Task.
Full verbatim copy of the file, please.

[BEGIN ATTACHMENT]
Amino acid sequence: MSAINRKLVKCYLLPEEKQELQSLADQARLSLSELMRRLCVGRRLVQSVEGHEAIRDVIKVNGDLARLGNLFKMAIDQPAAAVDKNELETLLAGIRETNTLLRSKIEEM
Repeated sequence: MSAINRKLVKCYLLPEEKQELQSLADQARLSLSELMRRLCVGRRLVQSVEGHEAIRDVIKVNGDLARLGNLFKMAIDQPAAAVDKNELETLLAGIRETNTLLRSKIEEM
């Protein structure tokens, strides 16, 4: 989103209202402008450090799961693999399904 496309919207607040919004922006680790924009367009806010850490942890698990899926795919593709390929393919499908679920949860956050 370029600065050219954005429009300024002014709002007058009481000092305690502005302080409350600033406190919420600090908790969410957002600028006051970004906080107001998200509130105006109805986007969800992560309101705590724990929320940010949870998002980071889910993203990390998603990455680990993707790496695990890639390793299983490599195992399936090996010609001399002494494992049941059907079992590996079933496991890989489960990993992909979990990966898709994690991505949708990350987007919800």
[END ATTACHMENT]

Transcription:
Amino acid sequence: MSAINRKLVKCYLLPEEKQELQSLADQARLSLSELMRRLCVGRRLVQSVEGHEAIRDVIKVNGDLARLGNLFKMAIDQPAAAVDKNELETLLAGIRETNTLLRSKIEEM
Repeated sequence: MSAINRKLVKCYLLPEEKQELQSLADQARLSLSELMRRLCVGRRLVQSVEGHEAIRDVIKVNGDLARLGNLFKMAIDQPAAAVDKNELETLLAGIRETNTLLRSKIEEM
């Protein structure tokens, strides 16, 4: 989103209202402008450090799961693999399904 496309919207607040919004922006680790924009367009806010850490942890698990899926795919593709390929393919499908679920949860956050 370029600065050219954005429009300024002014709002007058009481000092305690502005302080409350600033406190919420600090908790969410957002600028006051970004906080107001998200509130105006109805986007969800992560309101705590724990929320940010949870998002980071889910993203990390998603990455680990993707790496695990890639390793299983490599195992399936090996010609001399002494494992049941059907079992590996079933496991890989489960990993992909979990990966898709994690991505949708990350987007919800």